This ‘naive’ viewpoint is a liberal one that places value on cooperation for absolute gains where all involved are better off. To realists this is hogwash. If the Germans don’t like being spied on, this viewpoint means they are entitled to spy on the US—indeed encouraged to. Not quite true. Israel, an American friend, has history here; their spy remains incarcerated and while Israel no longer undertakes such practices, some think Israel is now itself a target. Those who think no one should make a fuss if spied on are rarely as sanguine when they’re the target.

There’s a difference between realist alliances with authoritarian states with which there’s a common threat (such as the west and the Soviets during WWII) and alliances of liberal democracies working together with shared values for the common good. In the latter, where a security community exists, surely other methods of communicating information could be employed before conducting electronic surveillance. If not, then it might be worth asking much bigger questions on the relationship.

Beyond the narrow lens of national security, the more expansive view has a further dimension. National security relies on economic security so why shouldn’t national electronic surveillance means be used to gain insider information? In the globalised neoliberal world this is all a bit problematic. Trade agreements are made because both sides find them mutually beneficial, not to simply exploit others. An argument is that such electronic surveillance means you know the other side’s bottom line. The alternative may be to ask your trade partner’s political leaders what’s unacceptable to them. I suspect there’s little doubt on this in most negotiations!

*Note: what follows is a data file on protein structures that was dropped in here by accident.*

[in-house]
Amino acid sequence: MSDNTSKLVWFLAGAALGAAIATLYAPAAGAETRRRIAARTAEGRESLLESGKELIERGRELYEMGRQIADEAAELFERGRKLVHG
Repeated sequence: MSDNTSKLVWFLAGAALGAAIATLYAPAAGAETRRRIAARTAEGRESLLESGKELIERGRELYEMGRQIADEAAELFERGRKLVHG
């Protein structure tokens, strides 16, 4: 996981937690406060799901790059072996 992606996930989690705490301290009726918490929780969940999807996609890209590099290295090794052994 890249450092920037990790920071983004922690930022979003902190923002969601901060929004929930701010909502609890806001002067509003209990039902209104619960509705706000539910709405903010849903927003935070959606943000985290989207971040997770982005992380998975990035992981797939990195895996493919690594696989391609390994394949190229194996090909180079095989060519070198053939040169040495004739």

Electronic surveillance of big businesses sounds promising but, given many are multi-national, damaging them may be an own goal. Your citizens and their super funds might own the multi-national company directly or indirectly. Your country may be seeking their investment. Assuming useful secrets are gained, who should get this information? If a local firm, the issues of who owns it and who gets the profits in a globalised world remain. And it’s is giving some especially favored firm a leg up. There are echoes of some new form of crony capitalism here. Giving favorites privileged access to the state apparatus for their own personal financial benefit is untidy. In neoliberal thinking this does not make more efficient markets and better societies but rather works against it. Is all this in the national interest?

This returns us to the more narrow view of electronic surveillance being preferred for security against threats—even if the temptations of using electronic surveillance for other purposes are almost overwhelming. But the narrow view isn’t actually that narrow. In the days of transnational extremists, there’s no domestic and international; it’s all one. Cross border electronic surveillance of others’ civil societies might well yield good security outcomes, but is highly contentious and needs much thought—and maybe closer cooperation.

Peter Layton is undertaking a research PhD in grand strategy at UNSW, and has been an associate professor of national security strategy at the US National Defense University. Image courtesy of Wikipedia.